“Marvellous, isn’t it, having them so early?” Dolores Plott-Muggins waved a pallid strawberry in the air.
“I think I’d rather let them come on in their own time,” Lady Philomena Plott said, eyeing the strawberry with suspicion. “I’m not terribly keen on forcing things.”
“But what if you need them for a dessert? I promised I’d do Eton mess for the summer fête, and you can’t do that without strawberries,” Dolores said, pouting.
“Perhaps you could make another dessert?”
“Only now I don’t have to!” Dolores beamed. “Like I always say, Philly dear; you can’t let things dictate to you just because people say ‘it’s not in their nature to do that.’ Don’t I always say that, Maxwell?”
“Yes dear,” Maxwell Plott-Muggins said.
“You’re not listening, Maxwell,” Dolores said. “He never listens.”
“Well, I don’t know, it’s like characters,” Philomena said thoughtfully. “Characters are strawberries. If you force them they’re usually pale and tasteless…”
“What was that?” Dolores said.
Lord Plott was carefully examining a drooping tub of petunias on which three small sticking-plaster-pink flowers struggled to bloom. “I say, these johnnies are looking a bit peaky,” he said.
“Oh I know,” Dolores sighed heavily. “Wretched things. I said we should go to that garden centre in Kensington. A much better class of plant. Do have a strawberry, Philomena.”
“No, thank you, dear,” Lady Philomena Plott said. “We ought to be going. The courgettes need planting out and there’s so much else to do, you know how it is at this time of year.”
“We put our courgettes in ages ago,” Dolores said. “Down there.” She pointed her strawberry to where a few yellowish leaves waved feebly in the breeze at the end of long attenuated stems.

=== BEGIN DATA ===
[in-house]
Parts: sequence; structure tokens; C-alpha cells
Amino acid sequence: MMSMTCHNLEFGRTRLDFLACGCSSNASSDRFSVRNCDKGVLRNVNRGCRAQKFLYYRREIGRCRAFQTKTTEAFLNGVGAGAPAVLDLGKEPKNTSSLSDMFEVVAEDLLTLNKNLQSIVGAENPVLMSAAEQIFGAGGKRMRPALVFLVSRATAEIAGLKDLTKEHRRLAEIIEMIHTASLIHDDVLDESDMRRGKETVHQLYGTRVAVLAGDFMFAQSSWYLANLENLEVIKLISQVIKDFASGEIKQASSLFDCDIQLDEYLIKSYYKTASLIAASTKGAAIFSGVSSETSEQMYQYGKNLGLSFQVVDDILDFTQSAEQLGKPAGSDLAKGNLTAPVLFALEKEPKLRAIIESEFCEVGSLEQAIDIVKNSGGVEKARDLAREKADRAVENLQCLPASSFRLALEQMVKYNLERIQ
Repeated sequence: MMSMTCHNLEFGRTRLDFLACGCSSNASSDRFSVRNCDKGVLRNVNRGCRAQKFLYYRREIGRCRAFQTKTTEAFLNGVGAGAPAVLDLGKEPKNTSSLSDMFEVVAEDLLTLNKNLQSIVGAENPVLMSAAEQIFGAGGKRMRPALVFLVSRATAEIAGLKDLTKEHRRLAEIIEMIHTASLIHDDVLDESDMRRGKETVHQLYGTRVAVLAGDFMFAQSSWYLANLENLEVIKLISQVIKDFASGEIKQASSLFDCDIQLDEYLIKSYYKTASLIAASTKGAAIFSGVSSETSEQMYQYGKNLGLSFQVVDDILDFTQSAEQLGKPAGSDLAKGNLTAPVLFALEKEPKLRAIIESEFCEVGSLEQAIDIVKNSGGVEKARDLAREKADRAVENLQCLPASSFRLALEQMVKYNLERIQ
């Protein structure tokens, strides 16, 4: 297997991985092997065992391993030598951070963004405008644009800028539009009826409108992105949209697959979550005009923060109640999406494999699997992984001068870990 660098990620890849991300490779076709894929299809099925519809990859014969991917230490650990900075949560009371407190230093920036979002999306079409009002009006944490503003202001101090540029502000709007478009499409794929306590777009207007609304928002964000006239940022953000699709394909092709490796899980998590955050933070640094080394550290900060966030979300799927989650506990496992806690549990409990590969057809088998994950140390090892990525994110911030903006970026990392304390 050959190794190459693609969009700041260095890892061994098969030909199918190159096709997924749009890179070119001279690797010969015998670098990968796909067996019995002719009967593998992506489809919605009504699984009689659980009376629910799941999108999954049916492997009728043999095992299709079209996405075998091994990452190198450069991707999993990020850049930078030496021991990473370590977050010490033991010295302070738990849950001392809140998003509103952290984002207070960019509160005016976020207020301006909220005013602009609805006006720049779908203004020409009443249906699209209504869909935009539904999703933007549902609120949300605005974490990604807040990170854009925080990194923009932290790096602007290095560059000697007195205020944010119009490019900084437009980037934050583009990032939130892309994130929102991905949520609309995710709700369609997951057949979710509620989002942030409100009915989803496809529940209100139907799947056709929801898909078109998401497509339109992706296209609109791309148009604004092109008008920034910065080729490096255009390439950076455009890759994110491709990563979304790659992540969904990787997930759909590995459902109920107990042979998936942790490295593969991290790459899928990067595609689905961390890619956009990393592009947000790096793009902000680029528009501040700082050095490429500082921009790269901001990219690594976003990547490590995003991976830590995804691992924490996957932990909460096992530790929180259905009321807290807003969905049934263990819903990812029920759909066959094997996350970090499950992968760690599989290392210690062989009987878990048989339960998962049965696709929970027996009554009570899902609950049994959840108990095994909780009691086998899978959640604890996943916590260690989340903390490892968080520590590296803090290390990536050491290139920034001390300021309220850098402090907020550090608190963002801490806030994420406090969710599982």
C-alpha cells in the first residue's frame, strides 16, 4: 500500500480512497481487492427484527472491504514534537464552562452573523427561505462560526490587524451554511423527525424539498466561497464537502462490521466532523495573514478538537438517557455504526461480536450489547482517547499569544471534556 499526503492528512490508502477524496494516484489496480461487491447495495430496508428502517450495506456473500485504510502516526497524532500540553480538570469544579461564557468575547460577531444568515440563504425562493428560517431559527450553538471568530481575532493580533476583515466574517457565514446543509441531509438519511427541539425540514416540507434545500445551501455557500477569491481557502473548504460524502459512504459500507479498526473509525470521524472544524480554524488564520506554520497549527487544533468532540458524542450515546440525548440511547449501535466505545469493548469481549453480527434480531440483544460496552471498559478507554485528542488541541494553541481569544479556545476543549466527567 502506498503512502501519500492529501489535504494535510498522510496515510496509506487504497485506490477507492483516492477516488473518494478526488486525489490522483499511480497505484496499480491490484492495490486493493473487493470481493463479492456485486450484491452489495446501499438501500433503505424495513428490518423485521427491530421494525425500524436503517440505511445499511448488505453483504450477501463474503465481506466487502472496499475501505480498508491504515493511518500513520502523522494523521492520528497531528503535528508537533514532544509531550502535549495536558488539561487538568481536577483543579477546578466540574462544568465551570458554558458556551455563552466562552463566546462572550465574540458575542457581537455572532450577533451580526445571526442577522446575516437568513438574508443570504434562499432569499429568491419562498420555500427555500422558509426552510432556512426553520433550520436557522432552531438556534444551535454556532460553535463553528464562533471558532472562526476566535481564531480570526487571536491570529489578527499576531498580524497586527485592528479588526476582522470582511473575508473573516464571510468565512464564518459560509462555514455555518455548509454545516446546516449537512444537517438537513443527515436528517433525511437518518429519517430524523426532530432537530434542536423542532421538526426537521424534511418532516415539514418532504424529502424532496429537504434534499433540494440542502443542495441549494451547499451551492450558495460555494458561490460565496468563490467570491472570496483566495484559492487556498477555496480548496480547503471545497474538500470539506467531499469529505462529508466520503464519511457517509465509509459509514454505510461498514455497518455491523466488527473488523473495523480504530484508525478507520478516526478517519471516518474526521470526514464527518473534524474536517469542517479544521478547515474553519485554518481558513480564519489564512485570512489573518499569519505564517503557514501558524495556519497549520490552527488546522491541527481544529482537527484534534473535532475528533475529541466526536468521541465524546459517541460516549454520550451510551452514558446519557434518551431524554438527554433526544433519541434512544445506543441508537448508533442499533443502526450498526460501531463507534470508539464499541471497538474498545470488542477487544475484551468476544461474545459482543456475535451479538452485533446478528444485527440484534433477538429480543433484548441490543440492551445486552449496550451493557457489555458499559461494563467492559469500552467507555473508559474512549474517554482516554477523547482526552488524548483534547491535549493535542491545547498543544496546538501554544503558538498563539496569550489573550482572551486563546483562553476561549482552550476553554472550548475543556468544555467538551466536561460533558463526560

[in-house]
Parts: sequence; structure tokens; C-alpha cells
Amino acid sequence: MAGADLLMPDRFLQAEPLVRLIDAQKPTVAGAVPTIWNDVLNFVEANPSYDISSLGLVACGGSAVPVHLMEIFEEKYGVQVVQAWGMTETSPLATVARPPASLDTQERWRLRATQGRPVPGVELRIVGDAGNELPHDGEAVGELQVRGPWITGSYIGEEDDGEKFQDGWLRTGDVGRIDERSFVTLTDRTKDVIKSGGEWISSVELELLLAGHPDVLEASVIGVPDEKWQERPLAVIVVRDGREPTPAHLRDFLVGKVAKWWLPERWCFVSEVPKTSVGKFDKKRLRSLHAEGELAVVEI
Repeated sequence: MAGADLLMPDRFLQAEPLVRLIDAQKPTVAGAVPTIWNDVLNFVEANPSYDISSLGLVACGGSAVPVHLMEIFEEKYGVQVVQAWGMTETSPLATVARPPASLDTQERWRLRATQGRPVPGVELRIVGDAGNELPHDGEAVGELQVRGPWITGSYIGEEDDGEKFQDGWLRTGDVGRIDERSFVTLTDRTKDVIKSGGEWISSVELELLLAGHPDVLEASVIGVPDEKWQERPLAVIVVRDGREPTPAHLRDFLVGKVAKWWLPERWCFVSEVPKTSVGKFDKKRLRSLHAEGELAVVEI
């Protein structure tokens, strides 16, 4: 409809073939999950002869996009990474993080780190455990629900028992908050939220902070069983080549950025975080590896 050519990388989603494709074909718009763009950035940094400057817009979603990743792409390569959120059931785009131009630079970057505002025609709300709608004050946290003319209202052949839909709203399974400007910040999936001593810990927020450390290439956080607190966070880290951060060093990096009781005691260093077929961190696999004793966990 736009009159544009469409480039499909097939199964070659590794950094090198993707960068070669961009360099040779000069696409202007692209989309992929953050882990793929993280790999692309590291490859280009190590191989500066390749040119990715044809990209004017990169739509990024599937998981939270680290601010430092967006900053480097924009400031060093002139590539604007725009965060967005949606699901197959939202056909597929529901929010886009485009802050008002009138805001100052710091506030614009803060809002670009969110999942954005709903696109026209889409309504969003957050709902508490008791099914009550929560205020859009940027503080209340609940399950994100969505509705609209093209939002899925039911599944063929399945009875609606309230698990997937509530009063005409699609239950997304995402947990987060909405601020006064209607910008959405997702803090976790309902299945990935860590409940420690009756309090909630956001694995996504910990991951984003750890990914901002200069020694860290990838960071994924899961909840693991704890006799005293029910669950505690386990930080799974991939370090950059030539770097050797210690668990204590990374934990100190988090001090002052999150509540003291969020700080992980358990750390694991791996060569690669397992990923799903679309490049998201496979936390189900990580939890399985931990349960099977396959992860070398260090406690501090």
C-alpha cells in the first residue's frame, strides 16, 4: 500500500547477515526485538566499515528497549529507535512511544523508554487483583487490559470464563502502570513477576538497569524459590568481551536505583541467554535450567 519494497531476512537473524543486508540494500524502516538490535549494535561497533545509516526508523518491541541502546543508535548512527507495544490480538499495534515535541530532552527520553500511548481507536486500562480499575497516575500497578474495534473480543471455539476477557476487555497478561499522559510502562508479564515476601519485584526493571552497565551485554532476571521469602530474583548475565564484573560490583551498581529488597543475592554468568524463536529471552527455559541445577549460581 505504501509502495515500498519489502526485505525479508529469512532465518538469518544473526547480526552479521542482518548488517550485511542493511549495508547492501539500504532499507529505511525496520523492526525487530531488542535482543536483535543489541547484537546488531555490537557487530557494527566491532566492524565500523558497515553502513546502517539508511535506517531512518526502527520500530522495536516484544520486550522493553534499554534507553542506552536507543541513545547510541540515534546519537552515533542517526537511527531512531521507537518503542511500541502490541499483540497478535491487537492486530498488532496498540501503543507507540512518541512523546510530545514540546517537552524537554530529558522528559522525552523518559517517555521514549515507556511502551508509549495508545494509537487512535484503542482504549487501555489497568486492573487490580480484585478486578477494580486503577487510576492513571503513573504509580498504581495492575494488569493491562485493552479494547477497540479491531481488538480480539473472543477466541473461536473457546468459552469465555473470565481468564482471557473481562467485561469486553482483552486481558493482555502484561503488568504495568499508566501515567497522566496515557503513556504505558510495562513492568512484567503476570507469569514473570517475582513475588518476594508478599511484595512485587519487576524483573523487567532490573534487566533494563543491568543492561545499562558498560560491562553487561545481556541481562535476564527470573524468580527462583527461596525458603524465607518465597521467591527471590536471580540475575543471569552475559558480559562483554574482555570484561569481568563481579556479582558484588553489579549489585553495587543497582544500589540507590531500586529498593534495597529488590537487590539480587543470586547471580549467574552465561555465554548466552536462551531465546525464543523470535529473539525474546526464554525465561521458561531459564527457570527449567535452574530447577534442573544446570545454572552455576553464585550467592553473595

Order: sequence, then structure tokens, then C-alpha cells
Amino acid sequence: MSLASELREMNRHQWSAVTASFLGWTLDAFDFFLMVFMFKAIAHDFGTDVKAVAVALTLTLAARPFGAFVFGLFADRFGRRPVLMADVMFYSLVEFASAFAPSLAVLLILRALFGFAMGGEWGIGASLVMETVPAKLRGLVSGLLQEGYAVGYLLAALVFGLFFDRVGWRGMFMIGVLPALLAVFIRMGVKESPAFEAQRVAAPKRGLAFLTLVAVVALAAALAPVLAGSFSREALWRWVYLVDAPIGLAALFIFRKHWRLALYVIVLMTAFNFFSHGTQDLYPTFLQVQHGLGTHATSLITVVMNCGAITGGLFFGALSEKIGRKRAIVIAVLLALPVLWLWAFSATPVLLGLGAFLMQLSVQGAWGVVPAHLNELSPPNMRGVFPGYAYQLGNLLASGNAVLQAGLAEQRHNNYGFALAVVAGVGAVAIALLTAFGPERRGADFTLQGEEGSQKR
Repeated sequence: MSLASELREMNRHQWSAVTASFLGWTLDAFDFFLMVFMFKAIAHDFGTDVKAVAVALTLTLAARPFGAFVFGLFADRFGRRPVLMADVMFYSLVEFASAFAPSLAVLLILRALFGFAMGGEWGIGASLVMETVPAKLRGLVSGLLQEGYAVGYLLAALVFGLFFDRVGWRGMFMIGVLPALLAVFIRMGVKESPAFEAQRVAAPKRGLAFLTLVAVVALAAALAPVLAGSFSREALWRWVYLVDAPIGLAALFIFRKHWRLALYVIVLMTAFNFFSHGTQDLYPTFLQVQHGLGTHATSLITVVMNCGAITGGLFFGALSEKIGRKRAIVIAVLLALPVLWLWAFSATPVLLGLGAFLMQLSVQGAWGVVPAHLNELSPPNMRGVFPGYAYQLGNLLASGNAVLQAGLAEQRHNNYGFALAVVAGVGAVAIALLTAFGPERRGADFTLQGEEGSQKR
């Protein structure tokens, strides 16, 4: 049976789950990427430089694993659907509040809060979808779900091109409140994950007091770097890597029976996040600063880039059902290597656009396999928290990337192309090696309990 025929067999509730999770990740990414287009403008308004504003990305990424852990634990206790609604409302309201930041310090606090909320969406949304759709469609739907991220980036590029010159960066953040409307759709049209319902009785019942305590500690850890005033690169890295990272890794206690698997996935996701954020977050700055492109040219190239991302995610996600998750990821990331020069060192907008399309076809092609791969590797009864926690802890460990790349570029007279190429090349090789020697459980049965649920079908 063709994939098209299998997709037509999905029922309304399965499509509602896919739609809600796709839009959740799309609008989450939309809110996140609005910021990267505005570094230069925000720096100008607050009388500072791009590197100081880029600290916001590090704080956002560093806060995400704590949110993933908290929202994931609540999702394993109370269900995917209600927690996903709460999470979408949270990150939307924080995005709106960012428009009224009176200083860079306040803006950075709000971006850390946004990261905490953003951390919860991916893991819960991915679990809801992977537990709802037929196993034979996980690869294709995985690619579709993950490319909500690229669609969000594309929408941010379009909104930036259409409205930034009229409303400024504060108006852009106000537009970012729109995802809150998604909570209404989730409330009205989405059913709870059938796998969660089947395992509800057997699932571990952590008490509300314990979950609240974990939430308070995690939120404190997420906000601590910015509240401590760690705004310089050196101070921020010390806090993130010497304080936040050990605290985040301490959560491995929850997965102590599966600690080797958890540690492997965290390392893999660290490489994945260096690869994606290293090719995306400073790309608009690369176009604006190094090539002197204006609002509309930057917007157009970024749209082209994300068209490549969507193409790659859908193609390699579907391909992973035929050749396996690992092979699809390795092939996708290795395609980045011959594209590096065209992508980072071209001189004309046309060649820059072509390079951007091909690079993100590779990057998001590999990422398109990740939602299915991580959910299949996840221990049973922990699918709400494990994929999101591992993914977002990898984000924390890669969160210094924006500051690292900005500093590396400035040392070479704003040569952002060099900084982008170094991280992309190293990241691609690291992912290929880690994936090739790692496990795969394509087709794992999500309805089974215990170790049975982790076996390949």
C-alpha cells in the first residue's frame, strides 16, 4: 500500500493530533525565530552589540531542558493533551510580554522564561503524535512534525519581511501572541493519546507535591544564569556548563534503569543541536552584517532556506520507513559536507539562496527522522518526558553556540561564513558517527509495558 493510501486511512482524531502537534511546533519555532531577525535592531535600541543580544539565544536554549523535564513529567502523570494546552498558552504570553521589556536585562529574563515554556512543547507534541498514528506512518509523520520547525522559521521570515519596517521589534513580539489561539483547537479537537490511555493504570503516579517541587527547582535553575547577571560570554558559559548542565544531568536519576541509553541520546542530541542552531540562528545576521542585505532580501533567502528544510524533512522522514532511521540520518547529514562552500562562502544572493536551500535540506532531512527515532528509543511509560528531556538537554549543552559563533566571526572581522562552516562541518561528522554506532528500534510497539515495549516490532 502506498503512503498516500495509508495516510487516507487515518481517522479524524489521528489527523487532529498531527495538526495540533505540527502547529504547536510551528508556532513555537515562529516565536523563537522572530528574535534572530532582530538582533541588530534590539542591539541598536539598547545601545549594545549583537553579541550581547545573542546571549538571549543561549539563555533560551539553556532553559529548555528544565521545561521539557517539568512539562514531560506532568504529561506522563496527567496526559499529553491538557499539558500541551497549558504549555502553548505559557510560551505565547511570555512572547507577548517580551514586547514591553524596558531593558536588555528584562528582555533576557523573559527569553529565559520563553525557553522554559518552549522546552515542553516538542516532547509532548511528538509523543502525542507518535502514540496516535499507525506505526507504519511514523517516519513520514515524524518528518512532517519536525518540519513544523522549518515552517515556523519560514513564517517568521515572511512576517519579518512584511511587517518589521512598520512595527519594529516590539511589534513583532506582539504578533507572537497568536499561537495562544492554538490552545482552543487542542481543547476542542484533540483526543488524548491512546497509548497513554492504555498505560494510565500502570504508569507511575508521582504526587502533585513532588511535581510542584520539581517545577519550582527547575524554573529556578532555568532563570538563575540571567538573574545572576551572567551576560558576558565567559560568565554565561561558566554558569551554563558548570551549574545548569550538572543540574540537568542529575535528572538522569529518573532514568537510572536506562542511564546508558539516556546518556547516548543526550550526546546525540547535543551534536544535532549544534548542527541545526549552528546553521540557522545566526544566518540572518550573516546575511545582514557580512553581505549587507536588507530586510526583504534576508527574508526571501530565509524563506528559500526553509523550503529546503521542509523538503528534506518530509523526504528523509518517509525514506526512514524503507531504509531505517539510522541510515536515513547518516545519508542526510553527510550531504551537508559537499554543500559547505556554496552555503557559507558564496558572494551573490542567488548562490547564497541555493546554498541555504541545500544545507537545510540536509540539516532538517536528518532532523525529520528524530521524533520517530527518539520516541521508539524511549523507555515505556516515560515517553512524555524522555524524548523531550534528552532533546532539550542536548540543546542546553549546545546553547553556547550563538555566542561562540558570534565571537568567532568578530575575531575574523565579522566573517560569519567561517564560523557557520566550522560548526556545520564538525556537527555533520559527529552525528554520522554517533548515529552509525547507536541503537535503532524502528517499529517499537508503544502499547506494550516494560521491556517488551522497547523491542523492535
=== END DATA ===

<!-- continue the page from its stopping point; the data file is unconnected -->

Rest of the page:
“Those are…early,” Lady Plott said.
“Oh well, we started the seeds in January. Just because they say not to… This way we’ll have them earlier than anyone.”
Lord and Lady Plott exchanged a glance. “And completely in the shade, too,” Lady Plott said.
“Well, we had to put something in there, and after all courgette plants grow nice and big. They’ll cover the ground,” Dolores said.
“And that’s where you’ve put your carrots too?” Philomena said. “I thought it was all clay.”
“Oh, yes, thick with the stuff,” Maxwell said. “Nothing like root vegetables for breaking up the ground, you know!”
Philomena caught her husband’s eye again. Whatever he had been about to say turned into an exhalation that set his grey moustaches quivering like a hedge in a high wind. “Yes,” he said, when he had some air back. “Got to be off. Terrible traffic at this hour.”
Back in their ancient but lovingly cared-for Morris Traveller, the Plotts relaxed.
“Ulysses, your face,” Philomena gave a snorting laugh. “I thought you were going to explode!”
“Using carrots to break up the ground. Never heard such bally nonsense.”
“Oh, you know what will happen; they’ll get three distorted little carrots and claim the seeds were contaminated or the garden centre sold them the wrong fertiliser. And those poor courgettes; they’re going to go all thin, and get mildew, and have hardly any fruit, and those two will never admit that they’re just not suited to that sort of ground. It’s like shoving some poor character into completely the wrong situation just because you want them to be there for your plot.”
“Absolutely. Like having a lifelong Baptist know how to mix a cocktail. Ridiculous.”
“What had they done to those poor petunias?”
“Completely in the shade of the leylandii. Haven’t seen a bit of sun all summer.” He glared through the windscreen at the sky. “Not that we’ve had any.”